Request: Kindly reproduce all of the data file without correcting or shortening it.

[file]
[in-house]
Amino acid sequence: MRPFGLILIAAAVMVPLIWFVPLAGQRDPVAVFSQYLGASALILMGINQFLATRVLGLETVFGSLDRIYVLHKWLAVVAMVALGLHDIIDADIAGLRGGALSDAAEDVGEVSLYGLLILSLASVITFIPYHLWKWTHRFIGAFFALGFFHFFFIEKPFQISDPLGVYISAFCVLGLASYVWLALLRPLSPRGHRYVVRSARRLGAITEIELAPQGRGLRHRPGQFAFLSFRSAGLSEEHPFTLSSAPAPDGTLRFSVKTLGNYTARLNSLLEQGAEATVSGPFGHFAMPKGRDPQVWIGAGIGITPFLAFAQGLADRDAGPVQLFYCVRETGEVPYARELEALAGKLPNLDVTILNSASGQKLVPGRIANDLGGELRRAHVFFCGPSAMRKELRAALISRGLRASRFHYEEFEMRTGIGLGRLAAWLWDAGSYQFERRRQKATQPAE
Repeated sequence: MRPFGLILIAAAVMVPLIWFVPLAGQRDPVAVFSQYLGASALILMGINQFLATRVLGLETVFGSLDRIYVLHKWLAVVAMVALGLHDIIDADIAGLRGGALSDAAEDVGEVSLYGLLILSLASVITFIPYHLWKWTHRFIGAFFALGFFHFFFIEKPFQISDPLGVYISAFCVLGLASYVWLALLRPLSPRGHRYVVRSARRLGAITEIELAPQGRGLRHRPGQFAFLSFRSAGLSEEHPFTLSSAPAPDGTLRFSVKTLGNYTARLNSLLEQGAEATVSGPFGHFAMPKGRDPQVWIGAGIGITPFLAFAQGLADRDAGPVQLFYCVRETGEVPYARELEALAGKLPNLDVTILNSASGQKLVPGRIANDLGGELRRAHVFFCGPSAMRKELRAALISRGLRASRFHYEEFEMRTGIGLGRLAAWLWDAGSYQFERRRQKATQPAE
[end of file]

[in-house]
Amino acid sequence: MRPFGLILIAAAVMVPLIWFVPLAGQRDPVAVFSQYLGASALILMGINQFLATRVLGLETVFGSLDRIYVLHKWLAVVAMVALGLHDIIDADIAGLRGGALSDAAEDVGEVSLYGLLILSLASVITFIPYHLWKWTHRFIGAFFALGFFHFFFIEKPFQISDPLGVYISAFCVLGLASYVWLALLRPLSPRGHRYVVRSARRLGAITEIELAPQGRGLRHRPGQFAFLSFRSAGLSEEHPFTLSSAPAPDGTLRFSVKTLGNYTARLNSLLEQGAEATVSGPFGHFAMPKGRDPQVWIGAGIGITPFLAFAQGLADRDAGPVQLFYCVRETGEVPYARELEALAGKLPNLDVTILNSASGQKLVPGRIANDLGGELRRAHVFFCGPSAMRKELRAALISRGLRASRFHYEEFEMRTGIGLGRLAAWLWDAGSYQFERRRQKATQPAE
Repeated sequence: MRPFGLILIAAAVMVPLIWFVPLAGQRDPVAVFSQYLGASALILMGINQFLATRVLGLETVFGSLDRIYVLHKWLAVVAMVALGLHDIIDADIAGLRGGALSDAAEDVGEVSLYGLLILSLASVITFIPYHLWKWTHRFIGAFFALGFFHFFFIEKPFQISDPLGVYISAFCVLGLASYVWLALLRPLSPRGHRYVVRSARRLGAITEIELAPQGRGLRHRPGQFAFLSFRSAGLSEEHPFTLSSAPAPDGTLRFSVKTLGNYTARLNSLLEQGAEATVSGPFGHFAMPKGRDPQVWIGAGIGITPFLAFAQGLADRDAGPVQLFYCVRETGEVPYARELEALAGKLPNLDVTILNSASGQKLVPGRIANDLGGELRRAHVFFCGPSAMRKELRAALISRGLRASRFHYEEFEMRTGIGLGRLAAWLWDAGSYQFERRRQKATQPAE